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Oral history interview with Eleanor Weile

Oral History | Accession Number: 2018.13.1 | RG Number: RG-50.172.0001

Eleanor “Dicky” Ehrlich (née Weile), born June 6, 1922 in Berlin, Germany, discusses being an only child; her mother (Tilla Froehlich), who owned a store; her father (Julius Weile), who was a traveling manufacturer’s representative; witnessing Nazi parades; her friend whose parents were Nazi supporters; a major boycott in 1933 and her parents’ decision to move to Amsterdam; the German invasion of the Netherlands in May 1940; the civilian response to the German occupiers; the Dutch view towards religion; the deportations of Jews; receiving a letter in August 1942 to report to Gestapo headquarters; being detained along with her parents; being sent on March 23, 1943 to Herzogenbusch (Vught), where she made radio tubes for V-1 and V-2 rockets; her mother’s death from sickness on November 7; being sent to Auschwitz and arriving on June 6, 1944; being tattooed with her camp number; being transferred to Reichenbach (Langenbielau) on June 10, 1944; being requested by the Philips Factory because of her ability as a worker and how she believes that this saved her life; the acts of disobedience performed by the prisoners; damaging components of the radio tubes they were producing; her memories of the inmates and camp guards; her German friend in the camp, Gerda Witteck, who shared food with her; being moved to Langenbielau on February 20, 1945 and then forced to march to Trautenau, Czechoslovakia (Trutnov, Czech Republic); being transported by train in coal cars to Minden, Westphalia (arrived March 26, 1945); being transported to Beensdorf (arrived April 2, 1945) and remaining there for two weeks; being sent to Bergen-Belsen, which was full and would not let them in; going to Ludwigslust; going on an 11 night trip to Hamburg in a railway car, moving along much of the same tracks over and over; being forced to dig trenches; being liberated by the Swedish Red Cross on May 4, 1945; immigrating to the United States in 1948; and her reflections on the methods she used to survive the camps.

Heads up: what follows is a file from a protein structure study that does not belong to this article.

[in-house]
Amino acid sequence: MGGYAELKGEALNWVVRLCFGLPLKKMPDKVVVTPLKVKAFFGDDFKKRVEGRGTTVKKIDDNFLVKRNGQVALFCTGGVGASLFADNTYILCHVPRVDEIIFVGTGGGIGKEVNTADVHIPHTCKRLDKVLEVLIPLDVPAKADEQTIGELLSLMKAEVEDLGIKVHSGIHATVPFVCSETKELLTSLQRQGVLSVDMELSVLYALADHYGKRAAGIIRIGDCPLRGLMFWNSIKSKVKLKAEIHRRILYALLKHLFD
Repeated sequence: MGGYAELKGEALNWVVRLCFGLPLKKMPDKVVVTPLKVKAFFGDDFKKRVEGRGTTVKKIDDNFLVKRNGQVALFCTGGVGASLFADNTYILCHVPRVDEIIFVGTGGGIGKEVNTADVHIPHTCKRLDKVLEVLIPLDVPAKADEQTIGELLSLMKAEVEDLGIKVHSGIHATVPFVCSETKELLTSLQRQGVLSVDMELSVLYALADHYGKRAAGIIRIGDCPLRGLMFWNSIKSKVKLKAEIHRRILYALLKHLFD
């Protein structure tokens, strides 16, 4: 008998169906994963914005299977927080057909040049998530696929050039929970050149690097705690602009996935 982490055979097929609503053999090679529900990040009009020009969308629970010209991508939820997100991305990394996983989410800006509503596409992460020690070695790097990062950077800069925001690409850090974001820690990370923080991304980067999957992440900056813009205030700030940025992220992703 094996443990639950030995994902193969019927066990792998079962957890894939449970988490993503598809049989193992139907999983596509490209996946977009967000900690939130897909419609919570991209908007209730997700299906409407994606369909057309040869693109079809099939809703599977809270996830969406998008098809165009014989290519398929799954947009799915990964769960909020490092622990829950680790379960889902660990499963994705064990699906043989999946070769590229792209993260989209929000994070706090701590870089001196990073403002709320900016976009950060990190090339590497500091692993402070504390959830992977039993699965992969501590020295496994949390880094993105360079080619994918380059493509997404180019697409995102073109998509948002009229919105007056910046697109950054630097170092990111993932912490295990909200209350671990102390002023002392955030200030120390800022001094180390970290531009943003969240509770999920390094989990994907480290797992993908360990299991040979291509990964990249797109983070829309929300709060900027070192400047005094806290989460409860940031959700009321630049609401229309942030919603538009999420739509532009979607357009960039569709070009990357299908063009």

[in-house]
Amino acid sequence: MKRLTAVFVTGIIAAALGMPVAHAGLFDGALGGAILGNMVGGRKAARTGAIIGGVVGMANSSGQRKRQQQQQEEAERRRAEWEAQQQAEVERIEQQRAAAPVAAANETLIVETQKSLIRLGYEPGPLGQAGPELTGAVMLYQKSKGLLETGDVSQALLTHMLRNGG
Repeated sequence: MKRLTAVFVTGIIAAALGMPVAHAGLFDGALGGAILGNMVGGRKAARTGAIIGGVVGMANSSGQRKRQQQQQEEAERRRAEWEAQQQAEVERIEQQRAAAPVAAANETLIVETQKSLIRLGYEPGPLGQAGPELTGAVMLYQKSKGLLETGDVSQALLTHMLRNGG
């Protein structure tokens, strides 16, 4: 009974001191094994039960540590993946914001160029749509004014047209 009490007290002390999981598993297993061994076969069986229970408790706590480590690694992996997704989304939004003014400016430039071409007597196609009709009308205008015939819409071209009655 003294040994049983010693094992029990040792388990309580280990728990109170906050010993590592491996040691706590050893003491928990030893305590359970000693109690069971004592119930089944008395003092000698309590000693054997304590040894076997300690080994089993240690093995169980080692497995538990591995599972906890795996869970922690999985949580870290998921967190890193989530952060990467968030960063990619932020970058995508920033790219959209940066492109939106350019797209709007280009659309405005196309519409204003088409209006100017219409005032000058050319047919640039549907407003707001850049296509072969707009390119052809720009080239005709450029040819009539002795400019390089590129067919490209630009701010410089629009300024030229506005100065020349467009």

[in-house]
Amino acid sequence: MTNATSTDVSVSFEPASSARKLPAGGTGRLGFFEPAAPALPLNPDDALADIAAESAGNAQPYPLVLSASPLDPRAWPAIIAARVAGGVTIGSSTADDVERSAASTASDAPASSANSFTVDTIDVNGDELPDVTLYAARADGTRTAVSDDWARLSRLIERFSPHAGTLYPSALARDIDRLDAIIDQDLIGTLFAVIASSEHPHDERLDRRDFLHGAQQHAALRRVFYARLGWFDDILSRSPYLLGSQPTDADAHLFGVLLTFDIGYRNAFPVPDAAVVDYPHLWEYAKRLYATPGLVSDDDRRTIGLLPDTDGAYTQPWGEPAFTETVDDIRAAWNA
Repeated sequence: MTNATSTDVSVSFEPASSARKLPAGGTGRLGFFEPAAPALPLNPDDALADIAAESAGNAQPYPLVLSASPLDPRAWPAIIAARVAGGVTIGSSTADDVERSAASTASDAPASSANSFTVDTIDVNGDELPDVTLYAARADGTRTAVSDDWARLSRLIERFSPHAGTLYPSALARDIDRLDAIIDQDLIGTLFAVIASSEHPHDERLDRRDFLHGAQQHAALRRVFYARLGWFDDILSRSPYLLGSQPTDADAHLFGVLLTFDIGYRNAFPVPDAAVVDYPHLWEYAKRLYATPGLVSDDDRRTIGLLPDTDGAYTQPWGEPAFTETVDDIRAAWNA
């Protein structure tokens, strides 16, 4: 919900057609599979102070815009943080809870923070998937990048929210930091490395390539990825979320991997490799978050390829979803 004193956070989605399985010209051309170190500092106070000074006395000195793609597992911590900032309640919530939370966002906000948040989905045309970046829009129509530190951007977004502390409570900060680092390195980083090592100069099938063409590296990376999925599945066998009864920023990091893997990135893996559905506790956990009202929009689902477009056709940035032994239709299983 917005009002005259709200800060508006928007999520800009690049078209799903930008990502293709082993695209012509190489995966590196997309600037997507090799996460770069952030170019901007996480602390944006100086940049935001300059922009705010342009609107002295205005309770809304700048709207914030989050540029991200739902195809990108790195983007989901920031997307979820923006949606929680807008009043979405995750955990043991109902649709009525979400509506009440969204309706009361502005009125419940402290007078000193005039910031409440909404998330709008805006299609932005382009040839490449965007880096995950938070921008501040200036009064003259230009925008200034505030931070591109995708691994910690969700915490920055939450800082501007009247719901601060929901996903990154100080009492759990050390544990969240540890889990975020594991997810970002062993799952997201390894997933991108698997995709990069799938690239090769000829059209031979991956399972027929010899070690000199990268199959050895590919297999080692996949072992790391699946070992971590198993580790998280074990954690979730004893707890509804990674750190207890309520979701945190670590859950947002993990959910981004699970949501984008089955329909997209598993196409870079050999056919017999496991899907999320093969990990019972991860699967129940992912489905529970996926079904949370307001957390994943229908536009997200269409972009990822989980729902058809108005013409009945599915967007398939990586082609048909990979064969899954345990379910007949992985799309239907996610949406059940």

Interviewee
Eleanor Ehrlich
Interviewer
Corey Ray
Date
1995 October 04  (interview)
1995 October 13  (interview)
1995 October 27  (interview)
Language
English
Extent
2 sound cassettes (90 min.).
Credit Line
United States Holocaust Memorial Museum Collection, Gift of Corey Ray
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Record last modified: 2019-02-08 15:27:09
This page: https://collections.ushmm.org/search/catalog/irn594392